Sioux Falls Zoologists

"Persistence and determination alone are omnipotent!"

The mirror test is an experiment developed in 1970 by psychologist Gordon Gallup Jr. to determine whether an animal possesses the ability to recognize itself in a mirror. It is the primary indicator of self-awareness in non-human animals and marks entrance to the mirror stage by human children in developmental psychology. Animals that pass the mirror test are: Humans older than 18 mo, Chimpanzees, Bonobos, Orangutans, Gorillas, Bottlenose Dolphins, Orcas (Killer Whales), Elephants, and European Magpies. Others showing signs of self-awareness are Pigs, some Gibbons, Rhesus Macaques, Capuchin Monkeys, some Corvids (Crows & Ravens) and Pigeons w/training. (Sorry Kitty!)

Sioux Falls Zoologists endorse Bonobo Handshake for
revealing a society of apes run by the females where sex,
rather than violence, is the medium of exchange.

Bonobo Handshake
A memoir of love and adventure in the Congo
By Vanessa Woods

Bonobo Handshake (2010) - 278 pages
Bonobo Handshake at Amazon.com

Imagine a relative who thinks sex is like a handshake. Who organizes orgies with the neighbors, doesn't mind if their partner sleeps around, and firmly believes females should be in charge of everything. Now imagine there was a whole tribe of these relatives - crazy, right? But definitely a lot of fun.

Compared to chimps we know hardly anything about bonobos. They are an extremely endangered ape and share 98.7 percent of our DNA. But while chimpanzees live in male-dominated societies with sexual coercion, infanticide, and war, bonobos are peaceful and female dominated; there is no infanticide or war, and sex is used to resolve conflict.

The question is, how much of us is chimpanzee, how much is bonobo?

Bonobo Handshake is the memoir of Vanessa Wood's journey to answer these questions. In 2005, she agreed to marry a handsome primatologist who was on the hunt for the answer to the greatest question of all time: What makes us human? Her fiance, Brian Hare, freshly armed with a Ph.D. from Harvard, believed the answer was in the Democratic Republic of Congo, a country with a jungle three times the size of France, and in an ongoing war. Brian was on a quest to study bonobos, and bonobos only live in the Congo.

Vanessa goes to live with him at Lola Ya Bonobo, a sanctuary for orphan bonobos in Kinshasa, the capital of Congo. The parents of the bonobos were killed by the bushmeat trade and the orphans were sold as pets before they were rescued. Some of them were tortured, with fingers and toes cut off for use in black magic. Others were raised like children in the homes of well-meaning but deluded expatriates. The sanctuary is also full of human refugees searching for respite from a conflict that killed more than five million people. There Vanessa finds herself - with no job and no identity, except as Dr. Hare's wife - trying to turn a fling into a marriage and make sense of the suffering she witnesses. As it becomes clear that the bonobos are wary of men, Vanessa must run all of the experiments, and as she develops deep bonds with the bonobos, she also finds herself deeply in love with her husband and her new surroundings.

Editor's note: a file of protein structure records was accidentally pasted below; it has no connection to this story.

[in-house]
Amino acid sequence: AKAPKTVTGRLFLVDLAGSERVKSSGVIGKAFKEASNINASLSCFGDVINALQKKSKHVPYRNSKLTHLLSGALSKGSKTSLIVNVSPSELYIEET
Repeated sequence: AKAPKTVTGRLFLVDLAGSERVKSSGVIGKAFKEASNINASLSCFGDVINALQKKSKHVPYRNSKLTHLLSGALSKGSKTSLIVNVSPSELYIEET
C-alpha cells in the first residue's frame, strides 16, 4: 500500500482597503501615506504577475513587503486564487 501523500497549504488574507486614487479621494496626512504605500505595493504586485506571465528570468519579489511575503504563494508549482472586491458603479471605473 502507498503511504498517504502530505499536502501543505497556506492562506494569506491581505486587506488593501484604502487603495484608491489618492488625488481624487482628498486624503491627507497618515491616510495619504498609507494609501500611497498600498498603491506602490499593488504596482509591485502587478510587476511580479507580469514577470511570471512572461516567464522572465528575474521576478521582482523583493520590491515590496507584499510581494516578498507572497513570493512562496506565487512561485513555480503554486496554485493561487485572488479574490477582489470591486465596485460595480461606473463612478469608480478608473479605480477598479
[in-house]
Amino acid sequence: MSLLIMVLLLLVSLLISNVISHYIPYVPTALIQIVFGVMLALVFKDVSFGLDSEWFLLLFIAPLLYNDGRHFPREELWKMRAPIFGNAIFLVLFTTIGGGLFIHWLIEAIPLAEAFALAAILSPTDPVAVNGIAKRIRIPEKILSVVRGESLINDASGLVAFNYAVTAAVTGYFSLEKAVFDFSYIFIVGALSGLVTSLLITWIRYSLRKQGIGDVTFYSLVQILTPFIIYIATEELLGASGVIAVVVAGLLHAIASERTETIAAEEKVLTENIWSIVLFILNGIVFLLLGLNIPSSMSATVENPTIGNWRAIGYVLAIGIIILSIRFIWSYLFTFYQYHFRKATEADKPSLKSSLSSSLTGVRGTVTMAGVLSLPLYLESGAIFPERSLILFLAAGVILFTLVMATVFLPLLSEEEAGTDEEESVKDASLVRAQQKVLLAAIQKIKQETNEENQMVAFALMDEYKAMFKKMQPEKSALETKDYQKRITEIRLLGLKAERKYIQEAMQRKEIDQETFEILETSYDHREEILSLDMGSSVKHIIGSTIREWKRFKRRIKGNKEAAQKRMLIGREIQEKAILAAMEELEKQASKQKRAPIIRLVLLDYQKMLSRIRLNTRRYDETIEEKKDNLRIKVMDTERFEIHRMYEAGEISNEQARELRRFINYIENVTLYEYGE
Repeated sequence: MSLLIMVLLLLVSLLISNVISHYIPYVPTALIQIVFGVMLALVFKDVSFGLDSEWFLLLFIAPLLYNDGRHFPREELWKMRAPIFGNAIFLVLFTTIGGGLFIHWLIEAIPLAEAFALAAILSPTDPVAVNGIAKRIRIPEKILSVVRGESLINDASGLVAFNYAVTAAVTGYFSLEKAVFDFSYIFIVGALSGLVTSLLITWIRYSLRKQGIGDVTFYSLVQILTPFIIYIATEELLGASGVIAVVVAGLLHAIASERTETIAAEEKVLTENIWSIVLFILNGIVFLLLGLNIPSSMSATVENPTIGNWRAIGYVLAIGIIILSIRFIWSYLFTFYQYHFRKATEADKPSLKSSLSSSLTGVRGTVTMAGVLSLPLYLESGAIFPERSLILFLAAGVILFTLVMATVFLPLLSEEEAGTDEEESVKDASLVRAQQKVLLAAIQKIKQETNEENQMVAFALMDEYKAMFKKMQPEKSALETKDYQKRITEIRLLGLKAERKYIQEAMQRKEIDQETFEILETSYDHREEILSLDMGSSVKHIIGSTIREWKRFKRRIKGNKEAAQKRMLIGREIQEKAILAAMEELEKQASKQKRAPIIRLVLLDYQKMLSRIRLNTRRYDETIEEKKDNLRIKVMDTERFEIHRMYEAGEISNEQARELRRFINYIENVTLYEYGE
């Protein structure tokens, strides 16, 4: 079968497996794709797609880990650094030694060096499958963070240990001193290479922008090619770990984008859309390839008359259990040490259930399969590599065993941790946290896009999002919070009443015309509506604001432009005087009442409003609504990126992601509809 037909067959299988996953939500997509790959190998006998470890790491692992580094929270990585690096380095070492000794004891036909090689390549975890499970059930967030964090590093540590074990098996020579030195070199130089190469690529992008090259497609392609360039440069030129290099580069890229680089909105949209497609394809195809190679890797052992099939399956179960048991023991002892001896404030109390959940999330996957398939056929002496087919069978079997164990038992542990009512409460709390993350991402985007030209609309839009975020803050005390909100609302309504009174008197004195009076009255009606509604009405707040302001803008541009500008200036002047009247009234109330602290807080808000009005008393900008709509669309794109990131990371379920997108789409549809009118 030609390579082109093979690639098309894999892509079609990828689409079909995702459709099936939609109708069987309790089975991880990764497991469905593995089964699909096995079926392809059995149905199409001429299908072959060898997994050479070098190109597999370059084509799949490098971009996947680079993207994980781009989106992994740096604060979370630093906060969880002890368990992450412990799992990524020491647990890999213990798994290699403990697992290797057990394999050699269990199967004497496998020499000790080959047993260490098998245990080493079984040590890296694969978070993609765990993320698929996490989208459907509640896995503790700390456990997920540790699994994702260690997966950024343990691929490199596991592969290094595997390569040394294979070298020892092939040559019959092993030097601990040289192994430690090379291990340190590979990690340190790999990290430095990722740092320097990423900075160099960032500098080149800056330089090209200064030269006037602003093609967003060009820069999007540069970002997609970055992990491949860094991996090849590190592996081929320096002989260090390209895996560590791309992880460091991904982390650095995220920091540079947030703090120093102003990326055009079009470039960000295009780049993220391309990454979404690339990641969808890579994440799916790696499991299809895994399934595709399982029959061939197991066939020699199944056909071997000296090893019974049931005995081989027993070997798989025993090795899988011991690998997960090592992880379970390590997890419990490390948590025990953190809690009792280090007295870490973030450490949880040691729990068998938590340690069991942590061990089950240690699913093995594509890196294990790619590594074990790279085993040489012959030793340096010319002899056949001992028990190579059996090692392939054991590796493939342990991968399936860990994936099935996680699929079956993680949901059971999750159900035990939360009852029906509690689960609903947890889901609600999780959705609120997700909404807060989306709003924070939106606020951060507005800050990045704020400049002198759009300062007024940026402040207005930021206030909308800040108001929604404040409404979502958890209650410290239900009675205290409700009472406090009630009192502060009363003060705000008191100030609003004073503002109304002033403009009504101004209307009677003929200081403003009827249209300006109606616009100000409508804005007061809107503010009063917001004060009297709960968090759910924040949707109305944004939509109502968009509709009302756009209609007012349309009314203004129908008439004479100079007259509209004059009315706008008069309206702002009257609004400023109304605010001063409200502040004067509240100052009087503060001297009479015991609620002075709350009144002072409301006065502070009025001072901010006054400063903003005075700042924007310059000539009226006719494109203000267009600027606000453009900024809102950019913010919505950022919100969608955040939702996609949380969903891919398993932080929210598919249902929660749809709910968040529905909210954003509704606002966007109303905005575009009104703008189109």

Bonobo Handshake is a memoir of science, adventure, love, and finding inspiration where you least expect it. It's about the similarities and extraordinary courage of people and animals and their will to survive. At times heartbreaking and humorous and always intelligent, it is also about a young woman finding her own path as a writer and scientist.

Vanessa Woods is a research scientist, journalist, and author. A member of the Hominoid Psychology Research Group, she works at Duke University as well as Lola Ya Bonobo in Congo. She is also a feature writer for the Discovery Channel, and her writing has appeared in publications such as BBC Wildlife and Travel Africa. Her first book, It's Every Monkey for Themselves, was published in Australia in 2007. Woods lives in North Carolina with her husband, scientist Brian Hare. Ten percent of the profits of this book will be going to Lola Ya Bonobo.

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Bonobo Handshake
A memoir of love and adventure in the Congo
By Vanessa Woods

Sioux Falls Zoologists endorse Bonobo Handshake for
revealing a society of apes run by the females where sex,
rather than violence, is the medium of exchange.